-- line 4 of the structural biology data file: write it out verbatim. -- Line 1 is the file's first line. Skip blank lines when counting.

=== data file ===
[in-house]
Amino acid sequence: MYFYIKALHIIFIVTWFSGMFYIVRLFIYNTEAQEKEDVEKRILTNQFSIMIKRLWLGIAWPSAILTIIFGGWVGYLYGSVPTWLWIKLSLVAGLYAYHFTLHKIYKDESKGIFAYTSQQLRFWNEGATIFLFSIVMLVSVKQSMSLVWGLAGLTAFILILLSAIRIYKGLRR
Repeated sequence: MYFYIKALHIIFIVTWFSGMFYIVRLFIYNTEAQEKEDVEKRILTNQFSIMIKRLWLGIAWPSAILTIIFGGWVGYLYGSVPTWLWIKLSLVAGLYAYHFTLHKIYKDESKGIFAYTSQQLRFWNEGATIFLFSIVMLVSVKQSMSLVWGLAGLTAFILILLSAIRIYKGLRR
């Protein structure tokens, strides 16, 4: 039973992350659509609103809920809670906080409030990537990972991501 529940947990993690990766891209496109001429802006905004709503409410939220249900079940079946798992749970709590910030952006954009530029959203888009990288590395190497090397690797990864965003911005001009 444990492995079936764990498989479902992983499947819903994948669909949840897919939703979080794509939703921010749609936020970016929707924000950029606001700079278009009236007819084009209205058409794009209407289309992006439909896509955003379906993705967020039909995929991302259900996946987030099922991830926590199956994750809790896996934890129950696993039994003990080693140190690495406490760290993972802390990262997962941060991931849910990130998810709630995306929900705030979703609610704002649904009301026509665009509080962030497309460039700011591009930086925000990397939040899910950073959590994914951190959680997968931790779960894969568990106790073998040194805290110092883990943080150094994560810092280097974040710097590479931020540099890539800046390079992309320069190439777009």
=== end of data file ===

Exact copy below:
């Protein structure tokens, strides 16, 4: 039973992350659509609103809920809670906080409030990537990972991501 529940947990993690990766891209496109001429802006905004709503409410939220249900079940079946798992749970709590910030952006954009530029959203888009990288590395190497090397690797990864965003911005001009 444990492995079936764990498989479902992983499947819903994948669909949840897919939703979080794509939703921010749609936020970016929707924000950029606001700079278009009236007819084009209205058409794009209407289309992006439909896509955003379906993705967020039909995929991302259900996946987030099922991830926590199956994750809790896996934890129950696993039994003990080693140190690495406490760290993972802390990262997962941060991931849910990130998810709630995306929900705030979703609610704002649904009301026509665009509080962030497309460039700011591009930086925000990397939040899910950073959590994914951190959680997968931790779960894969568990106790073998040194805290110092883990943080150094994560810092280097974040710097590479931020540099890539800046390079992309320069190439777009």